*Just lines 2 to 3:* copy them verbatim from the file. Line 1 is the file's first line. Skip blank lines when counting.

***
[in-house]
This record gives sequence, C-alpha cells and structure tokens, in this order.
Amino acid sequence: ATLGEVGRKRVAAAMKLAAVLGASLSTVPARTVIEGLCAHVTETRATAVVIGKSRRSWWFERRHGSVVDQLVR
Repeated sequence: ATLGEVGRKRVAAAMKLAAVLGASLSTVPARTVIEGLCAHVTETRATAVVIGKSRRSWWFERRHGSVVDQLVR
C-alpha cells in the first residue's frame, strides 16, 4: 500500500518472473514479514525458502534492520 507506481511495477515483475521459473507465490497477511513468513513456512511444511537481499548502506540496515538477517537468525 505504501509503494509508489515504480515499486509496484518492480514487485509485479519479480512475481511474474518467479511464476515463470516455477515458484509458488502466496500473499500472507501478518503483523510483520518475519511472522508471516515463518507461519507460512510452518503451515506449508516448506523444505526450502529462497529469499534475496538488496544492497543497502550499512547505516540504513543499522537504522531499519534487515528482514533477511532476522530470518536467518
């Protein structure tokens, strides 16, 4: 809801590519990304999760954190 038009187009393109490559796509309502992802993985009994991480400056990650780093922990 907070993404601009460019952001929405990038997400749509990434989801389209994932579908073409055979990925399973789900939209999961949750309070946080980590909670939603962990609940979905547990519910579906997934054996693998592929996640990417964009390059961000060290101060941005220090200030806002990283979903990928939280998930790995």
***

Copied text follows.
This record gives sequence, C-alpha cells and structure tokens, in this order.
Amino acid sequence: ATLGEVGRKRVAAAMKLAAVLGASLSTVPARTVIEGLCAHVTETRATAVVIGKSRRSWWFERRHGSVVDQLVR